• David Bettinger, CEO of Arlington’s Axta Space
  • Dennis Gatens, CEO and founder of LEOCloud in Ashburn
  • George Nield, president of the British consulting firm Commercial Space Technologies
  • Joseph T. Darden, director of aviation business development for Iridium, a satellite communications company headquartered in Tysons
  • Stephen McCall, director of government relations for Texas-based Firefly Aerospace

The chamber says the event will also provide a valuable opportunity for networking. Attendees are required to register for the summit, which costs $45.

The summit comes just a week after NASA announced that its Artemis missions will be delayed in response to technical issues. The launch that the agency hopes will return humans to the Moon for the first time since 1972 isn’t expected now until September 2026.

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Mason District Supervisor Andres Jimenez (courtesy of Andres Jimenez)

For the first time this century, Fairfax County’s Mason District has a new supervisor.

In his first week since succeeding Penny Gross, who retired in December after 27 years in the position, Andres Jimenez says he has been actively engaging with constituents to tackle issues ranging from transportation to art projects and economic development.

An immigrant from Bogota, Colombia, who has now lived in the Falls Church area for 12 years, Jimenez is the first Latino to represent Mason District on the Fairfax County Board of Supervisors. He also works as the executive director of the pay equity campaign Green 2.0 and previously served as an at-large member of the Fairfax County Planning Commission.

Winning a decisive victory last November over independent candidate Terry Modglin with 72% of the vote, Jimenez says that, since taking office on Jan. 1, he has been setting up his various social media channels, launching a new podcast and organizing several public forums across the district.

“I think that smart government is when residents don’t just come to you, it’s when the government — when the supervisor’s office — is going into the community and reaching out to residents…and asking them what is working, what’s not working, because only then can you really begin to make change,” he told FFXnow.

The dates for the public town hall and open house events have not been announced yet. However, Jimenez anticipates key areas will include transportation, housing and economic development.

“We do plan to go out into the communities [and] listen to the residents and make sure that we are prioritizing the needs of Mason District,” he said.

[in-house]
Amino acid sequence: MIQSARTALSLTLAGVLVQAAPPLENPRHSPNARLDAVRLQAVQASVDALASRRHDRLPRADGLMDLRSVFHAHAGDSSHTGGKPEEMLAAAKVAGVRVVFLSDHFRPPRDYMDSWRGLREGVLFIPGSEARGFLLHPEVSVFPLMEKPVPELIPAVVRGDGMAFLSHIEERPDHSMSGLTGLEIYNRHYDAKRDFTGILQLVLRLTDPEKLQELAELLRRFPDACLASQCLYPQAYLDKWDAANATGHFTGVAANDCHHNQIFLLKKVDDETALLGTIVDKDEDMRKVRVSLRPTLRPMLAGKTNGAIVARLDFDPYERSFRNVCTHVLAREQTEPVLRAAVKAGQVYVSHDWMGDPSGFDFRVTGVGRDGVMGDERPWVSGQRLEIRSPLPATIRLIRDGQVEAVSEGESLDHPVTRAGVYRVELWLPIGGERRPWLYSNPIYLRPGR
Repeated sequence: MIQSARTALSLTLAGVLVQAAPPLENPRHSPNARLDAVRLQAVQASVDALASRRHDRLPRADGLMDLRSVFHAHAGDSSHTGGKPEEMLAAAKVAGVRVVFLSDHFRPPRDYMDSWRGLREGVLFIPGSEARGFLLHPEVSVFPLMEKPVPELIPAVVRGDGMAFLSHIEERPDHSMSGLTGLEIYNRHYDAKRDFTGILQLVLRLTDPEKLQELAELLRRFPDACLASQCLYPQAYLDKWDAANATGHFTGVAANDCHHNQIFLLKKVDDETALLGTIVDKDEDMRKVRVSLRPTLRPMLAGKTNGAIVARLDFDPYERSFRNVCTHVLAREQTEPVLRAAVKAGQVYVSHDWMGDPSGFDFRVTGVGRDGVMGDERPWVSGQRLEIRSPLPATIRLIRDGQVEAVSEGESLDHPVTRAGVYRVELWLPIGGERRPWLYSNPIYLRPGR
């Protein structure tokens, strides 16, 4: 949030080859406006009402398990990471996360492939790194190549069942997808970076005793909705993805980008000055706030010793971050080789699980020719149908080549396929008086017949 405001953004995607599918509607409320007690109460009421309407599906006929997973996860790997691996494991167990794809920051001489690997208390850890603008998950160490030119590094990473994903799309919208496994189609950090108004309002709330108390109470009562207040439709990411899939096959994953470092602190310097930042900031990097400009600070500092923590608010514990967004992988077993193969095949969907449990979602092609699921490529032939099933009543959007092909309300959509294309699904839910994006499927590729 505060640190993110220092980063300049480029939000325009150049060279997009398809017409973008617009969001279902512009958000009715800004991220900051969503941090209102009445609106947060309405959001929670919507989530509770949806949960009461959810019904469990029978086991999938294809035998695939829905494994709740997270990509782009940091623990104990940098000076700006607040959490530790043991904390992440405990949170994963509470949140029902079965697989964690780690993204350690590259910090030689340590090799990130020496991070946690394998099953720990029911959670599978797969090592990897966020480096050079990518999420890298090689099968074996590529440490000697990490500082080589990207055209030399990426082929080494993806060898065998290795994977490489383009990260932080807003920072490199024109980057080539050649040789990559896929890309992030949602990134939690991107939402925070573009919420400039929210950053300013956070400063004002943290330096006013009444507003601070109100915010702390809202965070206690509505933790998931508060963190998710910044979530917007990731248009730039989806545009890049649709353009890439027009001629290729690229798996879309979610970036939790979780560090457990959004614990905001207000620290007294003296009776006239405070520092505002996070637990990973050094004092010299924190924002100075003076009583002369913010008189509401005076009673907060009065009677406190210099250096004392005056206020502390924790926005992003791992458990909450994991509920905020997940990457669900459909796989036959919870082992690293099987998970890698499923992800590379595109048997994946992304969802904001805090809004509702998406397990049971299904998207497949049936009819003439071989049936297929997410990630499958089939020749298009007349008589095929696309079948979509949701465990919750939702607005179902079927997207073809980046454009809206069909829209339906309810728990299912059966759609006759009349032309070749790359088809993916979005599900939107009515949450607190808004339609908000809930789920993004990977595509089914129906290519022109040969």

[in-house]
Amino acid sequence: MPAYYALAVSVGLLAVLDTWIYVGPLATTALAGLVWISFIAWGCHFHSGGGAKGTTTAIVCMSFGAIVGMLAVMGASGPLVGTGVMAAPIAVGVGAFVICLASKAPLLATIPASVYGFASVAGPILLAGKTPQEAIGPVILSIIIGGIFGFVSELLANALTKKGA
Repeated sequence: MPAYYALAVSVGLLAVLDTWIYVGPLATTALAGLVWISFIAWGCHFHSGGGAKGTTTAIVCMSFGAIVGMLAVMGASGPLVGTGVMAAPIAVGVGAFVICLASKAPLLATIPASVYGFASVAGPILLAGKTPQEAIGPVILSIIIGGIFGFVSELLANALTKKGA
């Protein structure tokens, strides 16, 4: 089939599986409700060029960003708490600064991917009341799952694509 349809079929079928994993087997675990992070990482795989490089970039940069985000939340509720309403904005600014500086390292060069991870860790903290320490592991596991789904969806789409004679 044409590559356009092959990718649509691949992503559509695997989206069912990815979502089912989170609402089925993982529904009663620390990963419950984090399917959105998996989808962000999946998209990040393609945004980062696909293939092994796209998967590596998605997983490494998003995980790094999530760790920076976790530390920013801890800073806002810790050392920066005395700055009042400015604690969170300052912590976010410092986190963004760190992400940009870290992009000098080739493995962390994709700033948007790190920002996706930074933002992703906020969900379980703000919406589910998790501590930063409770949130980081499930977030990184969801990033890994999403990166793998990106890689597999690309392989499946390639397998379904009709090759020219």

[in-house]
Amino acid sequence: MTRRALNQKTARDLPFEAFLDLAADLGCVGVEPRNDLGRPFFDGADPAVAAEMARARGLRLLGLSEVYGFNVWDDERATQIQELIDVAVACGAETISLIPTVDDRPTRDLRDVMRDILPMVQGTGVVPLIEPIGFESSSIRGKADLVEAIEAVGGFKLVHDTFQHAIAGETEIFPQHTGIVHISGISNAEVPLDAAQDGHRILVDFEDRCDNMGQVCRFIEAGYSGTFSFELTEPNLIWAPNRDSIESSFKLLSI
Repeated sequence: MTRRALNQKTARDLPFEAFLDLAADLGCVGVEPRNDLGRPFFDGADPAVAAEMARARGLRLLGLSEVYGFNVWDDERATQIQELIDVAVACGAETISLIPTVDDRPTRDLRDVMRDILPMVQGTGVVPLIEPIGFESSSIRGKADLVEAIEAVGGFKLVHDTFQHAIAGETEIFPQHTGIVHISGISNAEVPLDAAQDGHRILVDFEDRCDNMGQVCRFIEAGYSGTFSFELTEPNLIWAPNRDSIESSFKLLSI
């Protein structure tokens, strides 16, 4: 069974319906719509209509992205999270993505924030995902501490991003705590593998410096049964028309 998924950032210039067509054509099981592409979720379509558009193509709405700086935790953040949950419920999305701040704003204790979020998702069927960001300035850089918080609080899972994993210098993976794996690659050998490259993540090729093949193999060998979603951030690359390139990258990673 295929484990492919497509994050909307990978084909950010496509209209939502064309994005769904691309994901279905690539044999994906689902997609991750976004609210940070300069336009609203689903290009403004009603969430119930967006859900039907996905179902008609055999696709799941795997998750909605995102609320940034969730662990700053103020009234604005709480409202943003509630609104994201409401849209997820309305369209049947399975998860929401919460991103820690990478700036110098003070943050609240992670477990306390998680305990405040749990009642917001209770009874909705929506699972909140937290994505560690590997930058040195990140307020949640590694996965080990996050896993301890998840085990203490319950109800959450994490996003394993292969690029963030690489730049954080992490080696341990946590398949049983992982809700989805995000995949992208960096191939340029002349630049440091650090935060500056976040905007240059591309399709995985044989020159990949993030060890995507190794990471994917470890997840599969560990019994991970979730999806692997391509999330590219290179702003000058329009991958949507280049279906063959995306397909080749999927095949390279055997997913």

Pedestrian and traffic safety

Top on Jimenez’s agenda is addressing pedestrian and traffic safety concerns in neighborhoods like Annandale, Bailey’s Crossroads and Seven Corners.

Last year, the community advocacy group Fairfax Families for Safe Streets published a report showing that pedestrian fatalities increased in 2022 as a result of “underfunding for pedestrian-focused projects.”

“Unfortunately, there have been a lot of fatalities when it comes to the pedestrians,” Jimenez said. “…We need to really start working on figuring out not only why is this happening, but how can we solve this problem.”

In 2021, the Board of Supervisors approved $100 million for county-wide pedestrian and bicycle infrastructure improvements that will be allocated to different projects through 2028. About $30.2 million has been allocated to date, according to the county website.

At the moment, the county is reviewing 69 proposed safety projects proposed for Mason District. Each of the projects originated from resident suggestions through a county-led online survey.

Jimenez emphasized his objective is to ensure that money is promptly allocated to projects in Mason District, adding that the money is “desperately needed.”

Jimenez identified a few intersections — such as Leesburg Pike (Route 7) at both Row Street and Columbia Pike — as high priority, focusing more on signal upgrades and other spot improvements than more comprehensive, long-term solutions.

In the coming months, Jimenez noted that he plans to consult with local stakeholder groups, such as the Bailey’s Crossroads 7 Corners Revitalization Corporation, to help identify projects that need immediate attention.

“We’ve already identified several initiatives — obviously Seven Corners, Bailey’s Crossroads and Annandale — that need help,” he said. “They need signage and they need timers and they need different ways to make sure that pedestrians are safe.”

Read More

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The winter gift-giving season has come to a close, but a new retail incubator store in Fairfax City will encourage the community to shop local year-round.

Set for a grand opening at 10 a.m. this Saturday (Dec. 30), Wander In will host more than two dozen painters, candle-makers and other artisans in a shared retail space at 3950 University Drive, Suite 211 in Old Town Plaza.

The program aims to give “prime retail space” to small and emerging businesses that are either based in the city or might consider opening a permanent storefront there, promising a relatively low start-up cost and some provided training.